The same feeling you had about the Schumann Second Symphony I have about the performance of Mahler's First Symphony played by the Boston Symphony Orchestra at Tanglwood on 31 July 2011 conducted by Christoph Eschenbach. The program began with the Haydn C Major 'Cello Concerto with Alisa Weilerstein as soloist. Following the score with the Kalmus octavo edition, I was stunned and delighted to hear the most revealing performance of the work I've ever heard, which include recordings by Walter, Mitropoulos, Bernstein, Mehta and Leinsdorf. The dynamics and tempo indications were scrupulously followed. The opening A's were clear and the tuba's pedal point entrance at number 13 seemed an overtone to the A's that preceded it: something I'd never thought about before. The climactic moment at six before 26 was shattering: the cymbal's plates were crashed, all right! In the Second Movement, there was a decrease in dynamic in the violins and violas at bars 6 and 7, the better to throw the reeds' solo into relief at bar 8. The Horns' stopped tones were very clear and I'm sure the bells were raised as directed (by all required to do so) whenever the direction appeared. The Third Movement's opening contrabass solo was played beautfully by Edwin Barker; and the "Mit Parodie" at number 6 which always sounds to me like Klezmer music, was appropriate jaunty. The Fourth Movement displayed again the brasses' great form, in the passages calling for forte to increase to fortississimo in two bars. At one before 6, the First Horn's high F concert was very clear, which I've rarely heard in other performances. The one mishap occured at that incredible modulation from E flat to D major with the lufpause: one before 34. A trumpet made a false entry, worse luck! Other than that, this was a performance for the ages. At 4 before 56 "Triumphal", the Horns again were respelendent. I'm sure they were standing, if not, I'm sure they had the bells up at what always sounds to me like the passage that inspired Mana-Zucca to write "I Love Life." I thought I was familiar with Mahler's First Symphony, but Christoph Eschenbach proved me a beginner. I even cried out "Listen to them play!" gleefully, though I'm the Medicare generation. I had tears in my eyes when it ended. If you have a chance to hear him conduct it with the National Symphony Orchestra --- or any other orchestra, for that matter, I would urge you to run not walk to that performance. I'd love to read what you think.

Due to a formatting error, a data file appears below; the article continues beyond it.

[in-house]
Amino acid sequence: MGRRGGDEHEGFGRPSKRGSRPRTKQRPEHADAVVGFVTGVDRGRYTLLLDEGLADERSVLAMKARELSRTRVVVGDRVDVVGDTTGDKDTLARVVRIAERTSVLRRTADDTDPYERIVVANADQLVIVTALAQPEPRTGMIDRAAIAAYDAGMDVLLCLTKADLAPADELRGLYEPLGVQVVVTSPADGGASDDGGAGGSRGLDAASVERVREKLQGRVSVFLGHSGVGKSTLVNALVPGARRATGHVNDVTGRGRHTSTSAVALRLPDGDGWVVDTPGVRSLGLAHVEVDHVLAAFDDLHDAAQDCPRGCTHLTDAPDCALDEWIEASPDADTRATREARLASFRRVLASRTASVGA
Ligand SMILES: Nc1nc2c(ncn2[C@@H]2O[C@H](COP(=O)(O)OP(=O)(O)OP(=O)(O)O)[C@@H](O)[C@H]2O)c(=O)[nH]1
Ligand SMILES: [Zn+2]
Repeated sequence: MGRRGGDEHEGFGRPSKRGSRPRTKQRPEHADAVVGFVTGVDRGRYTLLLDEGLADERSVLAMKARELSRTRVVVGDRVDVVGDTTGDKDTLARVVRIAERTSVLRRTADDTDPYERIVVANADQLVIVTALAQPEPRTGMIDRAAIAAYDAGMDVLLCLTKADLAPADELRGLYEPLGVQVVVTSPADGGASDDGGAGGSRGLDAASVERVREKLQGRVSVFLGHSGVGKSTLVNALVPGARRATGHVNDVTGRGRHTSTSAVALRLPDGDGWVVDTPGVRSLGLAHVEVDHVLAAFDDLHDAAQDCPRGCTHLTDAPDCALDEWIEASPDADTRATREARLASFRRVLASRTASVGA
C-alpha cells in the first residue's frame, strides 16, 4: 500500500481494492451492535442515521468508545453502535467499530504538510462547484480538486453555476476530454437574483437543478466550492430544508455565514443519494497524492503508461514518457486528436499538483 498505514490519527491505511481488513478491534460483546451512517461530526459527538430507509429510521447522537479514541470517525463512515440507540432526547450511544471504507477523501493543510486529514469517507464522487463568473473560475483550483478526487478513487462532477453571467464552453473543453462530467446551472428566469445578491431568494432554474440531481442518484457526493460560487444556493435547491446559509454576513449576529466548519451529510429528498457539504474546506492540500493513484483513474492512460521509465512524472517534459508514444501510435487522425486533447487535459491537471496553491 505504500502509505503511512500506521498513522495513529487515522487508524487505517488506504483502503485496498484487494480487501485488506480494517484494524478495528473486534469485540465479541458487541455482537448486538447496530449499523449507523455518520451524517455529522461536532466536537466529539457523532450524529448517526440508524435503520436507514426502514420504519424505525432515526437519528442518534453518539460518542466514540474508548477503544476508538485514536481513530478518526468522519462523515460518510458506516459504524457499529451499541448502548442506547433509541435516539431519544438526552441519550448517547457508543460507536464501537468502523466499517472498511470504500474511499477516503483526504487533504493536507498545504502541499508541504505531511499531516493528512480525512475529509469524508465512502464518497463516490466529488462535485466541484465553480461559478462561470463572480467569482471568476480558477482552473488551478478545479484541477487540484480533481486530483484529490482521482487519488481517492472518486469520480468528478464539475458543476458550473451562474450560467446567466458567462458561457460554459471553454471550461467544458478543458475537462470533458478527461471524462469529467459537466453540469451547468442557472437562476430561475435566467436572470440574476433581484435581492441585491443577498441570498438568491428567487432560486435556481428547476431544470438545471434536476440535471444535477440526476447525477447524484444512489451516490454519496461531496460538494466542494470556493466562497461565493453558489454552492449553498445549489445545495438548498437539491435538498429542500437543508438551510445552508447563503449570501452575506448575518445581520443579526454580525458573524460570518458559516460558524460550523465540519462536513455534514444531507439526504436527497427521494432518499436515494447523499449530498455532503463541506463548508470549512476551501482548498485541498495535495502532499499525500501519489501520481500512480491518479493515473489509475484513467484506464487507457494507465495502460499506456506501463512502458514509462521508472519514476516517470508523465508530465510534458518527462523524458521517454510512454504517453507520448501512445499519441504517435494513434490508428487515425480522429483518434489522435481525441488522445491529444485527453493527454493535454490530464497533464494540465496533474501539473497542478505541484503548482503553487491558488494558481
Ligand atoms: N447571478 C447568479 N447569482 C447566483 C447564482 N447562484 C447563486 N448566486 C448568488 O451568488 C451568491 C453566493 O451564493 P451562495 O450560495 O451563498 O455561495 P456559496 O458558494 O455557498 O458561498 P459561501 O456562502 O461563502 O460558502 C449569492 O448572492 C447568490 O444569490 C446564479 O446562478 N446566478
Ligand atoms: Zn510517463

Thanks so much for the report from Tanglewood and Eschenbach's Mahler. TIM